8. 8. Which Agency Should I Make Referrals to and how do I Make Them? A. Legal Services in Washington State 1. Two entities now provide Legal Services. Columbia Legal Services deals with all non-federal funding sources. Northwest Justice Project has received the federal Legal Services Corporation Contract. 2. Most Area Agencies on Aging (AAA) contract with Northwest Justice Project. Some AAAs still contract with providers other than Northwest Justice Project or Columbia Legal Services in their local areas. 3. Northwest Justice Project provides intake services and screening statewide. The system is called Project CLEAR, or 1-888-387-7111. Outside King County, call CLEAR at 1-888-201-1014. B. Referrals to the providers: By making referrals to the local Northwest Justice Project the client will either be helped by their staff or sent on to the appropriate office. This may be Columbia Legal Services or a private attorney doing pro bono work; or regarding a fee generating case, to an attorney who will do the case without a retainer fee. This will allow efficient sorting of cases and easier access to services. Northwest Justice Project will be able to classify the problem, do some initial interviewing, and place the case with the most appropriate provider. C. How to Make a Legal Services Referral 1. Develop a concise statement of facts which you know or have been communicated by the client. 2. Call the local Northwest Justice Project or Columbia Legal Services office as necessary. Do this while the client is present or have the client make the call. You may also give the information to the legal representative of the client. 3. Follow up by contacting the client or legal representative. A legal problem will not go away if ignored.
  9. 9. Intake/Case Handling Standards A. Each legal assistance provider has to have procedures for the following: 1. 00000000Non-Acceptance of Cases: A procedure that determines the circumstances and criteria under which cases are not accepted. There must also be a means of communicating this non-acceptance to the client. 2. Case Acceptance: Providers must have a uniform written case acceptance process. This process includes consideration of the following criteria: a. Age; b. Type of legal problem; c. Priority of legal problem; d. Minority or limited English-speaking status; e. Fee generating possibilities; f. Extent of legal expertise required; g. Impact on present caseloads; h. Urgency of problem; and i. Available alternatives. The provider should have criteria for emergency case acceptance. 3. Retainers: Every client whose case is accepted for representation, signs and receives a copy of a retainer agreement which may be supplemented by a letter. 4. Grievance Procedure: A grievance procedure must exist for individuals who believe they have been improperly denied service or who are dissatisfied with the legal assistance provided. The procedure is set up to attempt to resolve grievances at the lowest possible level.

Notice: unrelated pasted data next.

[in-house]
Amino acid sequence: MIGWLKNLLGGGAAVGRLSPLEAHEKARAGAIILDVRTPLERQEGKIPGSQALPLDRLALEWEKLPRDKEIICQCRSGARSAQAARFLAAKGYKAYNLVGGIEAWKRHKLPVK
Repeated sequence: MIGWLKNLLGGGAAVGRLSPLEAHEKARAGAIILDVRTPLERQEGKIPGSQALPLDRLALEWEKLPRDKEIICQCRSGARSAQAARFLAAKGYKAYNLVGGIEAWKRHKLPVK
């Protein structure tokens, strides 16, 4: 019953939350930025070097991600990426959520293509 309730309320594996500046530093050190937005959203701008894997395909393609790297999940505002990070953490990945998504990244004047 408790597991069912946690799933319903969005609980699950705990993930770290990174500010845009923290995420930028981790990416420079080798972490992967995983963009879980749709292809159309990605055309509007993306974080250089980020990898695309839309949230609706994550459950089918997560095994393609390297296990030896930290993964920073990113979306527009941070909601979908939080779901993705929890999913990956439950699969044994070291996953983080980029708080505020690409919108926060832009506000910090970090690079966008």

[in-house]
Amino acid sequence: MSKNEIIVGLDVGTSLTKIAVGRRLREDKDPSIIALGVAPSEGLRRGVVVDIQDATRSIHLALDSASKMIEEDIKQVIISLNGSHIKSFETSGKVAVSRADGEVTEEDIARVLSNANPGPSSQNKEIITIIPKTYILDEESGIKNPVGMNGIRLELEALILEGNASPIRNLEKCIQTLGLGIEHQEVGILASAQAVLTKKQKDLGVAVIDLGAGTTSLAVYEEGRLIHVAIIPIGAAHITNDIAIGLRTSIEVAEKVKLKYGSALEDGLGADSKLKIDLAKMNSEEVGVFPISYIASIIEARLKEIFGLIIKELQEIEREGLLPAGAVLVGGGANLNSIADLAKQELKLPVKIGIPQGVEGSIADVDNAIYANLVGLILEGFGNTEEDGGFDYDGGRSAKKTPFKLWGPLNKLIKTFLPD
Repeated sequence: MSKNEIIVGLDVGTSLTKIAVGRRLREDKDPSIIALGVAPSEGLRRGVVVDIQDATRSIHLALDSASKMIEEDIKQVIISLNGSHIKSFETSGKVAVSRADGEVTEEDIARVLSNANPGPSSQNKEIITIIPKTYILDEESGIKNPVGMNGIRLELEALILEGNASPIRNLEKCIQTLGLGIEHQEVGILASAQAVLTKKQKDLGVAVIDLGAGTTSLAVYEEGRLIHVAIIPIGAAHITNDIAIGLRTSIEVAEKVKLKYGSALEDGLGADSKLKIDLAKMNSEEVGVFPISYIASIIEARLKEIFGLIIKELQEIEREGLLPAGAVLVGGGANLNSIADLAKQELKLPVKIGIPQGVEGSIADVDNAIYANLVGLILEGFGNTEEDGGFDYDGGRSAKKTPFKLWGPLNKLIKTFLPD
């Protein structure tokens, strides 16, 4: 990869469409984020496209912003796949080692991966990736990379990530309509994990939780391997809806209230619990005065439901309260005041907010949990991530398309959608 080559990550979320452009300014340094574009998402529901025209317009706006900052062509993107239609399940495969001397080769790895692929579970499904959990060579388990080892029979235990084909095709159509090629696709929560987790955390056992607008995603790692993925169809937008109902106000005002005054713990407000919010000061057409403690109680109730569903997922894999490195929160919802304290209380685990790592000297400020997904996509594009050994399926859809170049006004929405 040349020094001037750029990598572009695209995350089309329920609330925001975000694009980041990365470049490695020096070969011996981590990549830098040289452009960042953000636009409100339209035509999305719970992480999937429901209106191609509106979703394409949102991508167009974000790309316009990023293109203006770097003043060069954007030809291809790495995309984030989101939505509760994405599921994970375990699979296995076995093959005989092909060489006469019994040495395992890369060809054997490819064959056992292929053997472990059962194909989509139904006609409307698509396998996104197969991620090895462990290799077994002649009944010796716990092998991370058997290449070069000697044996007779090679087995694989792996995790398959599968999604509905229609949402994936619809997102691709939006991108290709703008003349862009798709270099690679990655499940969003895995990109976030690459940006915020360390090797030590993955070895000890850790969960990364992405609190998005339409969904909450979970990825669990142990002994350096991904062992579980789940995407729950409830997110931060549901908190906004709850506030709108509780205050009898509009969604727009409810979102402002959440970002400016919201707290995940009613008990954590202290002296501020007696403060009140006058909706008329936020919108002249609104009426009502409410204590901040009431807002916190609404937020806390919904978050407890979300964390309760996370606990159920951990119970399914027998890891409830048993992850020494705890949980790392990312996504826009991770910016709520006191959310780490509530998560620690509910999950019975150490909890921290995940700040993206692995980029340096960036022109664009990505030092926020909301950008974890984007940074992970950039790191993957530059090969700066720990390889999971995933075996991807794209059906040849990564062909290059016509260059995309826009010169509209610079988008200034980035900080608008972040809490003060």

10. 10. Rules and Policies Section 306 OAA, at 42 USC 3026 Older Americans Act Title III, Part B, Legal Assistance 45 CFR 1321.71 Legal Assistance
  11. 11. LEGAL SERVICES CHAPTER 14 1. What is the purpose of the legal services program (Legal Services Homepage)? 2. At a minimum, what type of assistance must be provided to eligible clients (Services Provided section)? 3. Can both AAA and HCS CM refer clients to the legal services program (Legal Services Procedures section)? 4. What are the major statutory categories that may be locally available to eligible clients (Priority Areas of Law section)? 5. What are some examples of cases the local legal services program will not handle (Priority Areas of Law section)? 6. Should you refer to the local legal services even if you are unsure of the appropriateness of the referral (Identification and Referral of Persons with Legal Needs section)? 7. What are the legal services available in Washington State (Which Agency Should I make Referrals to and how do I Make Them section)? 8. How do you make a legal services referral (Which Agency Should I Make Referrals to and how do I Make Them section)?